In a press conference immediately following the vote, Rep. Ayanna Pressley (D-Mass.) described what it was like to witness the vote. “It was very demoralizing to learn that there were colleagues who did not even deem this issue worthy of debate,” she said. “It was incredibly hurtful to see those colleagues come in to vote today and defiantly put their thumbs down, as if they were not birthed by women and don’t have women in their own families or daughters that they are raising.”
“I wish that I could say I’m disappointed,” she continued. “But in order to be disappointed, I would have to be surprised.”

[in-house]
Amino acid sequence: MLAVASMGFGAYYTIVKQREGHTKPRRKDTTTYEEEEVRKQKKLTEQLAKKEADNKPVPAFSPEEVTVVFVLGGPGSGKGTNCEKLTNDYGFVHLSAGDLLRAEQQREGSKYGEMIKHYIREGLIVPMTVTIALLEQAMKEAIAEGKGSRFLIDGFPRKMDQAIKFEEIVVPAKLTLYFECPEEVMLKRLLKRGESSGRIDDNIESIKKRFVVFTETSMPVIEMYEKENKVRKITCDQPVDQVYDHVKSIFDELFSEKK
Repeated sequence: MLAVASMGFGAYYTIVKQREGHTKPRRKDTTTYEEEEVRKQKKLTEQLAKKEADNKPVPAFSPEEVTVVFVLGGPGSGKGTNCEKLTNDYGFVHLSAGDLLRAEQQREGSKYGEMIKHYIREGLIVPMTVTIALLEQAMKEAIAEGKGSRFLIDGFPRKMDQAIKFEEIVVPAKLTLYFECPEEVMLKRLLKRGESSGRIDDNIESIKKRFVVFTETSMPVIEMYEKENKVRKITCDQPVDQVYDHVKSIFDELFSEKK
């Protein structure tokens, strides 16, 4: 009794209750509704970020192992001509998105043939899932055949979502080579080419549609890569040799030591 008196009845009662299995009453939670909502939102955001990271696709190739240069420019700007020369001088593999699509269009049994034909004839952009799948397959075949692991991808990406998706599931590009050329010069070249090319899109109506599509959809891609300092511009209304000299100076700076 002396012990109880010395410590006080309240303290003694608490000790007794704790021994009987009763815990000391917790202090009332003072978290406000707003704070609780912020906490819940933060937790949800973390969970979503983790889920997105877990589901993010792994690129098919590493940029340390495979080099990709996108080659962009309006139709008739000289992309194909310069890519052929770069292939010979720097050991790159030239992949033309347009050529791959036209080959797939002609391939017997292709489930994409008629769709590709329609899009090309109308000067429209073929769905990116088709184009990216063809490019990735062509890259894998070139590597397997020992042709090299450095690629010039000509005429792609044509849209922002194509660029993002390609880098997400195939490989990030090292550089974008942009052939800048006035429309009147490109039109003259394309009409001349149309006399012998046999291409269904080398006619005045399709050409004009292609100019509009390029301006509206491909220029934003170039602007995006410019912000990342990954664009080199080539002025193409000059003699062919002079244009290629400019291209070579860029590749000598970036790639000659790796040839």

A 100-Year Fight—And Counting—for the ERA
The fight for the ERA began 100 years ago. But since the Supreme Court struck down federal abortion protections last summer, the push for ERA passage took on a new urgency as an avenue for shoring up women’s rights, especially reproductive rights. “Abortion barriers deprive women of bodily autonomy and control over the timing of childbearing, and predictably exacerbate the inequalities in educational, economic and political life caused by childbearing and childrearing,” wrote Carrie Baker in Ms. “An ERA could provide a new basis for abortion rights in the United States.”
In a Tuesday speech on the Senate floor, Schumer reminded his colleagues that “over a dozen states have near total abortion bans, and millions of people have to travel hundreds of miles just to access reproductive care. That is sickening.”